Is the Nation State in Decline Because of Globalization ?
Global Crises Need Global Solutions
Global crises require global solutions, so goes the new motto of policymakers around the world. As the world confronts economic crises that are systemic, climate change that cannot be solved by individual nations acting independently and security and other risks that need global responses, it is time to ask the question as to whether the nation state is in decline because of globalization and the emerging international threats.
Indeed, there have been calls for a new world order where supranational and global governance is the order of the day rather than individual nation states taking decisions on their own. Whether this is a good thing or a bad thing depends on which side of the debate you are on. For instance, for many of those who are participants and beneficiaries in the global economy, global governance is welcome, as it would increase their chances of growth and prosperity since they are the direct beneficiaries of globalization. However, for those who are left out of the global economy, the withering away of the nation state means that their access to basic services itself is imperiled and hence, they are the most vocal opponents of the new and emerging global governance paradigm.
History and Current Practice of Global Governance
Of course, global governance in one form or the other has always been prevalent since the beginning of the 20th century. The trend accelerated after World War 2 where the formation of the United Nations was the first step towards actualizing the system of global governance.
Further, the formation of the European Union was the actualization of the long cherished dream of pan European governance that many in Europe wanted to solve the problems of warring European powers. Apart from this, the WTO or the World Trade Organization, the IMF or the International Monetary Fund, and the World Bank have all been instruments of global governance. Therefore, the new thrust towards a system of global governance that is based on the groupings of nations can be seen in the way the G-8 or the Group of Eight Developed Nations and the G-20 or the extended grouping of nations is a step towards realizing the goal of global governance. Added to this are the activities of the multinational corporations that follow global rules and insist on uniformity in economic policies across the world. These are the contours of the new world order that is being planned.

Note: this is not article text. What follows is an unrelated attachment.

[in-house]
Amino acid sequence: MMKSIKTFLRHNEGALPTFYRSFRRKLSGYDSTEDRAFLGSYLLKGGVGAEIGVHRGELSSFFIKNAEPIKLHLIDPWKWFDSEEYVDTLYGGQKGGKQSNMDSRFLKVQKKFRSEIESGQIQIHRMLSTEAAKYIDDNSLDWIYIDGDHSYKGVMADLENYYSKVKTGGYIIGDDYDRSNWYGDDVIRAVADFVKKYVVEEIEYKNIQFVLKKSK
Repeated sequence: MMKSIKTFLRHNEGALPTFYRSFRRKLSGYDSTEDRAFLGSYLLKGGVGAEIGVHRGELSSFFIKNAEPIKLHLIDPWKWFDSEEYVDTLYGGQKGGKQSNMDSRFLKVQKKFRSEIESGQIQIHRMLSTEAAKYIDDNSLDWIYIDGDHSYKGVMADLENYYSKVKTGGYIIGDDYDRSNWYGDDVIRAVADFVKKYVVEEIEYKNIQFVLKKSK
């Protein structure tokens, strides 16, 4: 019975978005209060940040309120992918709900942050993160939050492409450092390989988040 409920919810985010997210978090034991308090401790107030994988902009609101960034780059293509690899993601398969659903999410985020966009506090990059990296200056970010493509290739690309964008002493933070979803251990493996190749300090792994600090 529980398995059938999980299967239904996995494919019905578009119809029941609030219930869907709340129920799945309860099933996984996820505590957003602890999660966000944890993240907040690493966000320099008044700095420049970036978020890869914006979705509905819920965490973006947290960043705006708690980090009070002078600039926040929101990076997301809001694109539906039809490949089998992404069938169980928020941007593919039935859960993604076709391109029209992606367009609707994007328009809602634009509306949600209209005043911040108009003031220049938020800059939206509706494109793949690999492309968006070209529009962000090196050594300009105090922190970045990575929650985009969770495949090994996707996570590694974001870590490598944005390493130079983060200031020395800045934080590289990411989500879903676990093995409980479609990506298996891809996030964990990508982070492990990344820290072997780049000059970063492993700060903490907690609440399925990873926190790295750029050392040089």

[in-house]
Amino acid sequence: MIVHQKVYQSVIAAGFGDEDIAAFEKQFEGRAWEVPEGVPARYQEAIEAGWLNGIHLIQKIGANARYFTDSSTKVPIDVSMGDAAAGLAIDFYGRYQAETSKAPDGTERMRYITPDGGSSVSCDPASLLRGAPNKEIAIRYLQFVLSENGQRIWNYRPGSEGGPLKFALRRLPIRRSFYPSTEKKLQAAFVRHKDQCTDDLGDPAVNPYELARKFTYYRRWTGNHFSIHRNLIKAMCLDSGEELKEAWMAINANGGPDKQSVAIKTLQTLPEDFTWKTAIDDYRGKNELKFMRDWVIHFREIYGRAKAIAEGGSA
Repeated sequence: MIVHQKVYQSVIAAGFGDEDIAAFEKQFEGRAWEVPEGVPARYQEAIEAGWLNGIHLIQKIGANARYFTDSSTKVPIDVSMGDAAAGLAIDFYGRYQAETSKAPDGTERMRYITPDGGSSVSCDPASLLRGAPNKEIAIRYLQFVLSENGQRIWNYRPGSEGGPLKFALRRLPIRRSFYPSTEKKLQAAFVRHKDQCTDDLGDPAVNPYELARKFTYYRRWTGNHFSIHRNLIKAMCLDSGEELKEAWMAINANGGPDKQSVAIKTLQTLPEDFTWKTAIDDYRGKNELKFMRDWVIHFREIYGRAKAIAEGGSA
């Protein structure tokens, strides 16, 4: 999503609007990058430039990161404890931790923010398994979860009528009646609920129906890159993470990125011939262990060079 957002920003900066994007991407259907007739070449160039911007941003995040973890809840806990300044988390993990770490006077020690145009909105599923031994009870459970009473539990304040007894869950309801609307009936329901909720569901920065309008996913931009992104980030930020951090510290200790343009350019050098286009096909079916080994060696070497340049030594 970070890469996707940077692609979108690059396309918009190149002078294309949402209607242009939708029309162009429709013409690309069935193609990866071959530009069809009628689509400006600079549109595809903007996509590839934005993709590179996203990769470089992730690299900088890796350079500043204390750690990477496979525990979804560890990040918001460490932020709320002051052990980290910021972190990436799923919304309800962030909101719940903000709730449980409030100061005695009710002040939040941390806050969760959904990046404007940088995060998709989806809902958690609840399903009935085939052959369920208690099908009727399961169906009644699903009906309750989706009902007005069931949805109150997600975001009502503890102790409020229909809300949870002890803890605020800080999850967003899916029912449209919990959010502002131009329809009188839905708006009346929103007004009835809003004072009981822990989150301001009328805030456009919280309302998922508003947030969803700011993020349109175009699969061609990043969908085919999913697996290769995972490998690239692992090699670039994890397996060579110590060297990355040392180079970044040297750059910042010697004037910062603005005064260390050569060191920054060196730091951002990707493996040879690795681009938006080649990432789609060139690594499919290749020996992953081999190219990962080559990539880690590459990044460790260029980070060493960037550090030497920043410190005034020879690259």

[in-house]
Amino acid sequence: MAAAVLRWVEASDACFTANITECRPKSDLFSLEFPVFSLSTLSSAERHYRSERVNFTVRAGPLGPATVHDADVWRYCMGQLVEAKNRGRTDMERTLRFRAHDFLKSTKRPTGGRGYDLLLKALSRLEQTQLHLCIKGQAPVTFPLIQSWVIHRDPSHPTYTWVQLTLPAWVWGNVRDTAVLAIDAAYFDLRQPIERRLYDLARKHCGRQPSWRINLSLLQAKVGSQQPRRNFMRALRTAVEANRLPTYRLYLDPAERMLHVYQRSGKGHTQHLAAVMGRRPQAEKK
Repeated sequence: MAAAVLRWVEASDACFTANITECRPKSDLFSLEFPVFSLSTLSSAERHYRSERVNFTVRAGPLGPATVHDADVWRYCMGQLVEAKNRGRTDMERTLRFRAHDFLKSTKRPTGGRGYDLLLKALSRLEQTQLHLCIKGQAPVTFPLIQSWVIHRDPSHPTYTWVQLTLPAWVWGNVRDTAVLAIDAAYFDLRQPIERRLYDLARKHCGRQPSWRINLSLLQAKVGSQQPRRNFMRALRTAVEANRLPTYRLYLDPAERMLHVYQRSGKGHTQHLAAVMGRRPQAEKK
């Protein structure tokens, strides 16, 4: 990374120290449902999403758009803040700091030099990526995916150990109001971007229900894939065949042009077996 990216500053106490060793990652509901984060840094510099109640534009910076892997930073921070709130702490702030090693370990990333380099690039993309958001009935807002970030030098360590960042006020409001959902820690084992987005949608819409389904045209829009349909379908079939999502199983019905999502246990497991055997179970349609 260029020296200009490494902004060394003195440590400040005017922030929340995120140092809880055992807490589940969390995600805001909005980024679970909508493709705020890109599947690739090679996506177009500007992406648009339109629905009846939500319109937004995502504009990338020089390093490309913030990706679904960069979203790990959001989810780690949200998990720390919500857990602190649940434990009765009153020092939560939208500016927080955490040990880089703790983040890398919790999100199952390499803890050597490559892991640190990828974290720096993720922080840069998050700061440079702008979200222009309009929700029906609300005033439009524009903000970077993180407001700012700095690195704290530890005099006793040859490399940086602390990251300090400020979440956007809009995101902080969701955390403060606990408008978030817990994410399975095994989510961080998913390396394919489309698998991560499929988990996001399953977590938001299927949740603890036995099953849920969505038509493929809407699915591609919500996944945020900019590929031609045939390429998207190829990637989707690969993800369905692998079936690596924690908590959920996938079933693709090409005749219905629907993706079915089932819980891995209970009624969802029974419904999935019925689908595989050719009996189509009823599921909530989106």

The Case for Global Governance
The point needs to be made that despite the criticism of hegemony of the west in this paradigm, there exists a case for global governance, as the crises of the 21st century are systemic and global in nature.
As mentioned earlier, neither climate change nor the spread of pandemics like HIV/AIDS can be tackled without all the countries getting together. Apart from this, the death of distance and the collapse of time due to the communications revolution mean that everybody from everywhere is connected to anywhere and anytime. Hence, this coming together of the peoples of the world means that unless there are joint efforts to tackle problems like cybercrime and protection of patents and other aspects, the solutions cannot be found.
Apart from this, with the realization that integration of the global economy is the only way forward to tackle the poverty and other global problems, there is a need for the countries of the world to get together. This can be seen in the way the MDGs or the Millennium Development Goals were agreed upon by the member states of the United Nations to tackle poverty, illiteracy, and the lack of access to basic services for the majority of the people in the world.
Finally, whether one likes it or not and whether one views this aspect of global governance as infringing on the sovereignty of the nation states, the reality is that most nations in the world have signed up for this paradigm willingly. Hence, they cannot escape or avoid the concomitant responsibilities and the integration that comes about because of such commitments.
- Rise and Growth of Modern Nation States
- Three Arms of the Modern Nation State
- Role of Institutions in State Development
- Effective Governance for Economic Growth
- What is Social Contract ?
Authorship/Referencing - About the Author(s)
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